A native plant is a plant that scientists have found to have originated from this area. We need to keep them on the land because they are already adapted to the area. The animals are adapted to them and need them. Also since we have bees here, we need to keep the plants that attract bees and insects. We have found plants already on the land that are native such as the coreopsis and the robin plantain. We feel we should keep them. Though we did find some that are invasive plants that we need to get rid of. We are doing a lot of research on plants we need to introduce to the land here. Some of these include the blue flag iris, turtle head flowers, bee balm, obedient plant, purple milkweed, spider lily, rattlesnake master, culvers root, swamp milkweed, angelica, and the showy goldenrod. These plants range in size and they all attract bees and butterflies. Also, they grow well by water such as our stream and are easy to grow and maintain.

In our stream, we are seriously lacking in aquatic plants and grasses. We have an over population of algae. We only have one variety of rush and about two types of sedges actually growing in the water. In order to have a healthy stream we must have a variety of plants including horsetails, bulrushes, arrowroot, fox sedge, arrowhead, narrow leaf cattail (which is not as aggressive as its relative, the common cattail), buffalo grass, water plantain, and scouring rush. Along the banks we should plant a variety of wildflowers, shrubs, grasses, and trees. If we create wetlands or ponds we would be able to plant a variety of aquatic flowers, including the white water lily.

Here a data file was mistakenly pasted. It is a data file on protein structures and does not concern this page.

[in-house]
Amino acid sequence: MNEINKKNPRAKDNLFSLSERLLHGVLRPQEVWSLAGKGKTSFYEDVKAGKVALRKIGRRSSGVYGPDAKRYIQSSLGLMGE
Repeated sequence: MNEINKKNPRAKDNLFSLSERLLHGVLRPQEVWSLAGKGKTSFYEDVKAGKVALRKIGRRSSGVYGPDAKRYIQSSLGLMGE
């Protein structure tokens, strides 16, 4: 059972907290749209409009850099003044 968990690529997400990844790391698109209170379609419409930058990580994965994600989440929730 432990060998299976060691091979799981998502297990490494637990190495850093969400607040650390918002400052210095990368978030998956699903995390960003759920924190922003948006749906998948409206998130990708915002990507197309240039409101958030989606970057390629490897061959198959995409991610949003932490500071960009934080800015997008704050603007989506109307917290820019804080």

The following plants are recommended for use along our stream bank:

The Swamp Milkweed

The Rose Mallow

The Rattle Snake Master

The Cat Tail

The Blue Flag Iris

The Bee Balm Plant

For information on invasive plants found at MMSK, click here: Invasive Plants